Näytä suppeat kuvailutiedot

dc.contributor.authorMikheev, Victor N.
dc.contributor.authorPasternak, Anna F.
dc.contributor.authorTaskinen, Jouni
dc.contributor.authorValtonen, Tellervo
dc.date.accessioned2012-11-16T08:10:24Z
dc.date.available2012-11-16T08:10:24Z
dc.date.issued2010
dc.identifier.citationMikheev, V., Pasternak, A., Taskinen, J., & Valtonen, T. (2010). Parasite-induced aggression and impaired contest ability in a fish host. Parasites & Vectors, 3:17. doi:10.1186/1756-3305-3-17 Retrieved from http://www.parasitesandvectors.com/content/3/1/17
dc.identifier.urihttp://dx.doi.org/10.1186/1756-3305-3-17
dc.identifier.urihttps://jyx.jyu.fi/handle/123456789/40342
dc.description.abstractAbstract Background Success of trophically transmitted parasites depends to a great extent on their ability to manipulate their intermediate hosts in a way that makes them easier prey for target hosts. Parasite-induced behavioural changes are the most spectacular and diverse examples of manipulation. Most of the studies have been focused on individual behaviour of hosts including fish. We suggest that agonistic interactions and territoriality in fish hosts may affect their vulnerability to predators and thus the transmission efficiency of trophically transmitted parasites. The parasite Diplostomum spathaceum (Trematoda) and juvenile rainbow trout, Oncorhynchus mykiss, were used to study whether infection can alter aggression rates and territorial behaviour of intermediate fish hosts. Results The changes in behaviour of rainbow trout, Oncorhynchus mykiss, infected with an eye fluke Diplostomum spathaceum (Trematoda), was monitored over the course of an experimental infection for 1.5 months. At the beginning of their development, not yet infective D. spathaceum metacercariae decreased the aggressiveness of rainbow trout. By the time that metacercariae were fully infective to their definitive hosts, the aggressiveness increased and exceeded that of control fish. Despite the increased aggressiveness, the experimentally infected fish lost contests for a territory (dark parts of the bottom) against the control fish. Conclusions The results obtained indicate that the parasitized fish pay the cost of aggressiveness without the benefit of acquiring a territory that would provide them with better protection against predators. This behaviour should increase transmission of the parasite as expected by the parasite manipulation hypothesis.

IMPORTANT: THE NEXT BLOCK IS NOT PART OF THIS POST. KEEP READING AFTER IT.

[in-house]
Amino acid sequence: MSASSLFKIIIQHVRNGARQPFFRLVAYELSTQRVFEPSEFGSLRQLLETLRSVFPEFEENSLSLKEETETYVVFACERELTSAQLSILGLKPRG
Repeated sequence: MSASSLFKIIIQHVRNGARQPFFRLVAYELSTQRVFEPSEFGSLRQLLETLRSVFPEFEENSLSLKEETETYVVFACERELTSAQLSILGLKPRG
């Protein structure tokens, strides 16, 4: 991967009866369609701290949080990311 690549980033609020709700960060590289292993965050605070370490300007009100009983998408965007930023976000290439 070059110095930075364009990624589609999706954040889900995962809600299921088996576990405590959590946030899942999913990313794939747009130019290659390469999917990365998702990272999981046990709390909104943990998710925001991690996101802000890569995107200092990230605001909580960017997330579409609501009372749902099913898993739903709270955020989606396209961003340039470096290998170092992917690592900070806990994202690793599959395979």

dc.language.isoeng
dc.relation.ispartofseriesParasites & Vectors
dc.subject.otherparasiteen
dc.subject.otherhosten
dc.subject.othermanipulationen
dc.subject.otherhosten
dc.subject.othermanipulationen
dc.subject.otherfishen
dc.subject.othercontesten
dc.subject.otherloinenfi
dc.subject.otherisäntäfi
dc.subject.othermanipulointifi
dc.subject.otherkalafi
dc.subject.otherkilpailufi
dc.subject.otherDiplostomum
dc.titleParasite-induced aggression and impaired contest ability in a fish host
dc.typeArticle
dc.identifier.urnURN:NBN:fi:jyu-201804202279
dc.contributor.laitosBio- ja ympäristötieteiden laitosfi
dc.contributor.laitosThe Department of Biological and Environmental Scienceen
dc.identifier.doidoi:10.1186/1756-3305-3-17
dc.date.updated2012-11-15T14:51:56Z
dc.rights.holderV N Mikheev et al.; licensee BioMed Central Ltd.
dc.type.coarjournal article
dc.relation.issn1756-3305
dc.type.versionpublishedVersion
dc.rights.copyright© 2010 Mikheev et al; licensee BioMed Central Ltd. This is an Open Access article distributed under the terms of the Creative Commons Attribution License (http://creativecommons.org/licenses/by/2.0), which permits unrestricted use, distribution, and reproduction in any medium, provided the original work is properly cited.
dc.rights.accesslevelopenAccessfi
dc.rights.urlhttp://creativecommons.org/licenses/by/2.0


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Näytä suppeat kuvailutiedot

V N Mikheev et al.; licensee BioMed Central Ltd.
Ellei muuten mainita, aineiston lisenssi on V N Mikheev et al.; licensee BioMed Central Ltd.